How the food you eat affects your gut – Shilpa Ravella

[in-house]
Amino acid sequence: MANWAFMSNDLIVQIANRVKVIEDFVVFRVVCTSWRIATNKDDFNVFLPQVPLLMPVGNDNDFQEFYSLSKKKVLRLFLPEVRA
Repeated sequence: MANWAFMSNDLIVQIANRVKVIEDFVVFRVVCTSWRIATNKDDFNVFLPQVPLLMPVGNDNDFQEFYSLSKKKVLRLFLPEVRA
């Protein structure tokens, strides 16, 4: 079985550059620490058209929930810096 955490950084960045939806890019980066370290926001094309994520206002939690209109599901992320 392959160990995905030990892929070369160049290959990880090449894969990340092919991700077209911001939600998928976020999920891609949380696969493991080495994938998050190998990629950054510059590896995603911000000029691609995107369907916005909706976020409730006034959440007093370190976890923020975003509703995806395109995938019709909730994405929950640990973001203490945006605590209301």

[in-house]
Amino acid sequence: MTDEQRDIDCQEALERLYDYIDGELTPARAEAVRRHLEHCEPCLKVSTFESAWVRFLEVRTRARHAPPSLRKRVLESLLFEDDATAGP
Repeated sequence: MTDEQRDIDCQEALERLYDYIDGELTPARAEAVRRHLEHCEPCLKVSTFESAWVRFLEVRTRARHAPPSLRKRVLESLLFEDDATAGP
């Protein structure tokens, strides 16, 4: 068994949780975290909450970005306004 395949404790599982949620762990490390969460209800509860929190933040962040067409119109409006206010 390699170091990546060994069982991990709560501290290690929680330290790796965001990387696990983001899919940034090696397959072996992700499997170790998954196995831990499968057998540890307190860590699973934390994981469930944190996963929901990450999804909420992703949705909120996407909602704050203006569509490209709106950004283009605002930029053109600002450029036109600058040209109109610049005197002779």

Trillions of bacteria, viruses, and fungilive on or inside of us,and maintaining a good, balanced relationship with themis to our advantage. Together, they form the gut microbiome,a rich ecosystem that performs a varietyof functions in our bodies. The bacteria in our gutscan break down food the body can’t digest,produce important nutrients,regulate the immune system,and protect against harmful germs. We don’t yet have the blueprintfor exactly which good bacteria a robust gut needs,but we do know that it’s importantfor a healthy microbiometo have a variety of bacterial species. Many factors affect our microbiomes,including our environment,medications like antibiotics,and even whether we were deliveredby C-section or not. Diet, too, is emerging as one of the leading influenceson the health of our guts. And while we can’t control all these factors,we can manipulate the balanceof our microbesby paying attention to what we eat. Dietary fiber from foods like fruits, vegetables, nuts, legumes, and whole grainsis the best fuel for gut bacteria. When bacteria digest fiber,they produce short chain fatty acidsthat nourish the gut barrier,improve immune function,and can help prevent inflammation,which reduces the risk of cancer. And the more fiber you ingest,the more fiber-digesting bacteriacolonize your gut. In a recent study, scientists exchangedthe regular high-fiber dietsof a group of rural South Africanswith the high-fat, meat-heavy dietsof a group of African-Americans. After just two weeks on the high-fat,low-fiber, Western-style diet,the rural African group showedincreased inflammation of the colon,as well as a decrease of butyrate. That’s a short chain fatty acid thoughtto lower risk of colon cancer. Meanwhile, the group that switchedto a high-fiber, low-fat diethad the opposite result. So what goes wrong with our gut bacteria when we eat low-fiber processed foods?Lower fiber means less fuelfor the gut bacteria,essentially starving them until they die off. This results in less diversityand hungry bacteria. In fact, some can even start to feedon the mucus lining. We also know that specific foods can affect gut bacteria. In one recent microbiome study,scientists found that fruits,vegetables,tea,coffee,red wine,and dark chocolatewere correlated with increased bacterial diversity. These foods contain polyphenols,which are naturally occurring antioxidant compounds. On the other hand,foods high in dairy fat,like whole milk, and sugar-sweetened sodaswere correlated with decreased diversity. How food is prepared also matters. Minimally processed, fresh foodsgenerally have more fiberand provide better fuel. So lightly steamed,sautéed,or raw vegetablesare typically more beneficialthan fried dishes. There are also ways of preparing foodthat can actually introduce good bacteria,also known as probiotics,into your gut. Fermented foods are teemingwith helpful probiotic bacteria,like lactobacillusand bifidobacteria. Originally used as a way of preserving foodsbefore the invention of refrigeration,fermentation remains a traditionalpractice all over the world. Foods like kimchi,sauerkraut,tempeh,and kombuchaprovide variety and vitalityto our diets. Yogurt is another fermented food that canintroduce helpful bacteria into our guts. That doesn’t necessarily mean thatall yogurt is good for us, though. Brands with too much sugarand not enough bacteriamay not actually help. These are just general guidelines. More research is needed before we fully understandexactly how any of these foodsinteract with our microbiomes. We see positive correlations,but the insides of our guts are difficultplaces to make direct observations. For instance, we don’t currently knowwhether these foods are directlyresponsible for the changes in diversity,or if something more complicatedis happening. While we’re only beginning to explorethe vast wilderness inside our guts,we already have a glimpse of how crucialour microbiomes are for digestive health. The great news is we have the powerto fire up the bacteria in our bellies. Fill up on fibers,fresh and fermented foods,and you can trust your gutto keep you going strong.